What is a HELOC?
A home equity line of credit or “HELOC” is a line of credit secured by your property that turns the home’s value into cash. HELOC loans are a great way to access the equity you’ve built up in your home without having to sell or refinance. If you’re considering a HELOC, here’s what you need to know.
In this article (Skip to...)
How does a HELOC work?
Home equity lines of credit work a bit like credit cards; they are revolving lines of credit that have a maximum spending limit. You can draw on the line, up to your credit limit, whenever you need cash. As you pay down the balance (with interest) your available credit is replenished.
But HELOCs have some key differences compared to credit cards. First, you can only draw from the credit limit for a set amount of time (known as the “draw period”), after which you can no longer borrow money and must repay the outstanding balance. Second, HELOCs are “secured loans” backed by your home’s value.
The fact that HELOCs are secured loans means borrowers get lower interest rates than they would on credit cards or personal loans. But the downside is that, as with a traditional mortgage, you could face foreclosure if you don’t make loan payments. So consider the risks as well as the rewards before choosing a HELOC.
HELOC interest rates
HELOC interest rates are generally higher than standard mortgage rates but lower than home equity loan rates. However, like credit cards, HELOCs typically have variable rates. These interest rates rise and fall based on a public index such as the prime rate or U.S. Treasury bill rate. As the rate fluctuates, so will the cost of your credit. That can make it harder to budget for a HELOC than a fixed-rate home equity loan or cash-out refinance.
Using and repaying your HELOC
HELOC draw periods typically last 10 years. During the draw period, interest-only payments are required on any amount you’ve borrowed from the line of credit. If you want, you can pay more than the interest-only minimum on your HELOC and start paying down the principal. This will replenish the available funds and reduce how much you owe in interest.
After the draw period on your HELOC ends, you’ll enter the repayment phase. During this time, you won’t be able to draw additional funds from your line of credit. You’ll begin repaying any outstanding withdrawals plus interest on a monthly basis.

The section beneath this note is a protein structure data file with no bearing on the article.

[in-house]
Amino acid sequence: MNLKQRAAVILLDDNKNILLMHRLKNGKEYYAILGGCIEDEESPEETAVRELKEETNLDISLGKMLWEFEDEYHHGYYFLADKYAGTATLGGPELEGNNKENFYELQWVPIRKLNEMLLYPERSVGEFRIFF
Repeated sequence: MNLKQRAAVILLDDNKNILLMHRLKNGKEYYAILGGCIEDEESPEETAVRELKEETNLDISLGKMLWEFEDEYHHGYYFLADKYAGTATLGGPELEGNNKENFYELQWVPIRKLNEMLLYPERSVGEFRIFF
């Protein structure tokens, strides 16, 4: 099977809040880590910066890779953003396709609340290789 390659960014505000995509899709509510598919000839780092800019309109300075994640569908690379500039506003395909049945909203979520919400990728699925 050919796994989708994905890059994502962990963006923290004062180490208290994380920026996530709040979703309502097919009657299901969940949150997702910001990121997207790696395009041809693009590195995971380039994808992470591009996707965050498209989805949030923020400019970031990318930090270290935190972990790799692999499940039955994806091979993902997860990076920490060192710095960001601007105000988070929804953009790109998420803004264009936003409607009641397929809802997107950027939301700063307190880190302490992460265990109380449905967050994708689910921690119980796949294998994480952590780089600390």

Most HELOC terms allow you repay the balance over a period of 10 to 20 years. This is a good thing because, unlike a traditional 30-year mortgage, the shorter term means less interest. But your monthly payments will also be proportionally higher.
How much can you borrow with a HELOC?
With a HELOC, you will have a credit limit that is based on your available home equity. Banks and lenders typically allow you to borrow up to 85 percent of your home’s value, less any outstanding mortgage balance.
For example, let’s say your home appraised for $300,000 and you have a $200,000 balance on your current mortgage. If you’re approved to borrow up to 85 percent of your home’s value, your total mortgage balances (first mortgage plus HELOC) can go up to $255,000. Since you have a $200,000 balance remaining on your first mortgage, the amount you can obtain for a HELOC would be $55,000.
Example of HELOC loan amount calculation:
- Appraised value: $300,000
- $300,000 x 85%: $255,000
- Current mortgage balance: $200,000
- HELOC amount available ($255,000 - $200,000): $55,000
Additional factors that lenders take into consideration include your debt-to-income ratio and your credit score.
How to qualify for a HELOC
Qualifying for a HELOC is similar to qualifying for a traditional mortgage. Your lender will require financial documentation and good credit scores that demonstrate your ability to repay. Income documents such as paystubs, W-2s, and tax returns are some of the documents you’ll need to have ready for your lender.
Lenders have varying credit score requirements for a HELOC. Generally, a minimum score of 620 is required. Credit scores over 700 are preferred, and typically result in better terms and interest rates.